Governor Snyder has a rare opportunity in the American political system: he could enact meaningful criminal justice reform. As a criminal defense attorney, this is the best news since Obama’s guidance against private prisons (recently revoked by the Trump administration).

This Detroit Free Press article does a good job of summing up the bills, but here are some of the highlights:

  • A 30-day maximum jail term for minor probation violations, unless there are multiple violations. This looks good on paper, but I don’t know how big a difference it will make. It’s very rare I see a probation violation based on a single minor violation.
  • Expanded funding for the Swift and Sure Probation Program (SSPP). The Program is an intensive probation program focused on probationers at high risk for future criminal activity, especially drug crimes. The Hawaii program has showed promising results, roughly halving the odds that the parolee will re-offend. That said, it’s a young program. We shouldn’t treat the data as definitive.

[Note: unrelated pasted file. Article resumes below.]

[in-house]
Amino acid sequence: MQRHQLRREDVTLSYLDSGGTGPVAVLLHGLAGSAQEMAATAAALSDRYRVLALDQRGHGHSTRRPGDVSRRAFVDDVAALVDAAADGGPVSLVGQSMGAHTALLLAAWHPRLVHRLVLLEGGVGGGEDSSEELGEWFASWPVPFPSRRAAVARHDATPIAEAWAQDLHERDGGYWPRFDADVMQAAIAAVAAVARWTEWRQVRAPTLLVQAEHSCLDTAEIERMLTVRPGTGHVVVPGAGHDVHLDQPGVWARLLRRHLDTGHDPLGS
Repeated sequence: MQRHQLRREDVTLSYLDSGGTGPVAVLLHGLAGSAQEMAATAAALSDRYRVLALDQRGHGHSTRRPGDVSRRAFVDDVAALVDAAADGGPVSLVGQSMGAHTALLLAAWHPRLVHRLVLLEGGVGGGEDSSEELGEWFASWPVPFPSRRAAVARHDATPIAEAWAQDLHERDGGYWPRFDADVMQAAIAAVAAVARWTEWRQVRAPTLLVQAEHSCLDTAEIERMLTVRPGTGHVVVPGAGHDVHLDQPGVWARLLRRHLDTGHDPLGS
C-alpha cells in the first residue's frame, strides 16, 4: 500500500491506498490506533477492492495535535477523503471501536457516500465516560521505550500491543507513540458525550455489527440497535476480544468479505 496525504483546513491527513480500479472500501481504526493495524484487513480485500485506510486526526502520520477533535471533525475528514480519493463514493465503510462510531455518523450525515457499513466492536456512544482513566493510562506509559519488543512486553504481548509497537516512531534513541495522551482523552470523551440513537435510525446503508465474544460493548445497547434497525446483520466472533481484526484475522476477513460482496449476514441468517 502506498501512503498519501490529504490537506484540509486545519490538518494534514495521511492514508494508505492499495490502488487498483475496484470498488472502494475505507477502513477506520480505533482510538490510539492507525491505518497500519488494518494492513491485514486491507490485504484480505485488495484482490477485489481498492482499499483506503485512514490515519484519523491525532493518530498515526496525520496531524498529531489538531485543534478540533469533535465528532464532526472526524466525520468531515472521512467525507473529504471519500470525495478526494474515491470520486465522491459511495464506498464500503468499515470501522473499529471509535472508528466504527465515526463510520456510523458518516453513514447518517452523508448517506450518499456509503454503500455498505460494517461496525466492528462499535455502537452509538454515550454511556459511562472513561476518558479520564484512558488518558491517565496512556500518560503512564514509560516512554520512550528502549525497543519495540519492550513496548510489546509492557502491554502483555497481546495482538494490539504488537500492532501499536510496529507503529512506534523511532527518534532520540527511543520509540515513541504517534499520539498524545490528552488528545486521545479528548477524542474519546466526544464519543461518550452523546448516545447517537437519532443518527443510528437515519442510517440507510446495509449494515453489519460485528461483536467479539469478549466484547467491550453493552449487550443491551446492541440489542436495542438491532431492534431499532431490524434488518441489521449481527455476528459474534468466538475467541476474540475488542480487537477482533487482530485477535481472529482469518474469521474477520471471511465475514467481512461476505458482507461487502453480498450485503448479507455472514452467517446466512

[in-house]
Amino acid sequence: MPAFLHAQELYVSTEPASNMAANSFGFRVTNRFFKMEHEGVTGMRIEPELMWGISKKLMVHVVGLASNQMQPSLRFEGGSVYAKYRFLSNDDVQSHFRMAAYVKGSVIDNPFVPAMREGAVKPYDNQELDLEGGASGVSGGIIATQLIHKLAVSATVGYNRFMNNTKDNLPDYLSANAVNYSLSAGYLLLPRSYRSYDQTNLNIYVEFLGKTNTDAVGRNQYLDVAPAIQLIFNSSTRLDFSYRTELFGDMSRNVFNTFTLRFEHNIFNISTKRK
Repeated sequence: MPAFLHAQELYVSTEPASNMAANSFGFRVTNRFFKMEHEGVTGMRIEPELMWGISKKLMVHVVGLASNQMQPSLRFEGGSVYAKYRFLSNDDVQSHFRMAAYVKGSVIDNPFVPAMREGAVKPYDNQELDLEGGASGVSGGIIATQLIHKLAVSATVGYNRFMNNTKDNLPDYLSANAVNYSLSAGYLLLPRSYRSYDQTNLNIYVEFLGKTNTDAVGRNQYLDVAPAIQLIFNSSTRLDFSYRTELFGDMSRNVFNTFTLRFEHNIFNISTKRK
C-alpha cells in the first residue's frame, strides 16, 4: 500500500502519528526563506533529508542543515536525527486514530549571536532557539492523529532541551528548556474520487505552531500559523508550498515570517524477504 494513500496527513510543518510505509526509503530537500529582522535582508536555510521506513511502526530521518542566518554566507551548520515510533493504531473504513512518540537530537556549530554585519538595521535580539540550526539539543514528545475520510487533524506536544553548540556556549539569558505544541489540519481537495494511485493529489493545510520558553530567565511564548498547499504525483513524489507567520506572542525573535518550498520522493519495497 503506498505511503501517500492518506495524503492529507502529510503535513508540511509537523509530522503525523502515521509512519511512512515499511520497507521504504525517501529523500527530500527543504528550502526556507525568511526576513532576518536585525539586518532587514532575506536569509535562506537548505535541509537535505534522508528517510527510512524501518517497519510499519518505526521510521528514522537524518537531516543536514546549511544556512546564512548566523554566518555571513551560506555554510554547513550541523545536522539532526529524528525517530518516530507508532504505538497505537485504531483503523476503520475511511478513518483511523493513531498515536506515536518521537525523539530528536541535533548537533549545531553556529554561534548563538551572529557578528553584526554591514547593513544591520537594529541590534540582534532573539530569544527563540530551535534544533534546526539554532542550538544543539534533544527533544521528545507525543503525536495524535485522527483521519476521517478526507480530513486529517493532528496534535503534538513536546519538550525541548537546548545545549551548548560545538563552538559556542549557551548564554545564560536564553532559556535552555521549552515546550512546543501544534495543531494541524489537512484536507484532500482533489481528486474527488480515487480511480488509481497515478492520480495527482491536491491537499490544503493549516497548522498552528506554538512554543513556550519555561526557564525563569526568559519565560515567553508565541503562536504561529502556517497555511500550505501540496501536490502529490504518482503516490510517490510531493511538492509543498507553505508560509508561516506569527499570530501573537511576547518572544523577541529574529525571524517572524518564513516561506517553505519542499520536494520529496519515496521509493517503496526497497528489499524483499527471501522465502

• Grant funding for employers who hire probationers and parolees. This has the potential to be a very good thing. I hear some variation of this story all the time from defendants: “I wanted to turn my life around after prison, but nobody would hire me. Eventually I turned back to drugs.”
  • Special incarceration facilities for inmates ages 18-22. I don’t know what to expect from this. The conventional wisdom is that young people in prisons harden into lifelong criminals because of their contact with the older, more dangerous inmates. I’m not aware of any studies on the subject, but I’m optimistic about the change.

My opinion doesn’t count for much in politics, but I strongly encourage Gov. Snyder to sign this package of bills. If any of you are the political sort, you can share your opinion with the Governor’s office here.

Photo credit: MLive.